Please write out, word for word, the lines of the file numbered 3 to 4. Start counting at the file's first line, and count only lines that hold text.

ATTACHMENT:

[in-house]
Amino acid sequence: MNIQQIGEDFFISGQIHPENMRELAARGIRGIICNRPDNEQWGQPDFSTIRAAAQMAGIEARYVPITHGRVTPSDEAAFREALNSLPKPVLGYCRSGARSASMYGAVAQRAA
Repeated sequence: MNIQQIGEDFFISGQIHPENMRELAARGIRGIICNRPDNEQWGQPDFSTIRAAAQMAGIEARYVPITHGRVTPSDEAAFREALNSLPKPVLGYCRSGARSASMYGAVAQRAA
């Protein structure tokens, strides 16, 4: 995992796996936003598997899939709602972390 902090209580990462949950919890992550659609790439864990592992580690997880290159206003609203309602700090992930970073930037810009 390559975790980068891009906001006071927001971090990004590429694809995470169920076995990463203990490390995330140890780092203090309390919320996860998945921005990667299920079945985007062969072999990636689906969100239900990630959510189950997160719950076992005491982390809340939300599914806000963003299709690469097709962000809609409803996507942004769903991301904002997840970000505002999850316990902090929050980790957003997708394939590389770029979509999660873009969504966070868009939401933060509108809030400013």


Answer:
Repeated sequence: MNIQQIGEDFFISGQIHPENMRELAARGIRGIICNRPDNEQWGQPDFSTIRAAAQMAGIEARYVPITHGRVTPSDEAAFREALNSLPKPVLGYCRSGARSASMYGAVAQRAA
């Protein structure tokens, strides 16, 4: 995992796996936003598997899939709602972390 902090209580990462949950919890992550659609790439864990592992580690997880290159206003609203309602700090992930970073930037810009 390559975790980068891009906001006071927001971090990004590429694809995470169920076995990463203990490390995330140890780092203090309390919320996860998945921005990667299920079945985007062969072999990636689906969100239900990630959510189950997160719950076992005491982390809340939300599914806000963003299709690469097709962000809609409803996507942004769903991301904002997840970000505002999850316990902090929050980790957003997708394939590389770029979509999660873009969504966070868009939401933060509108809030400013």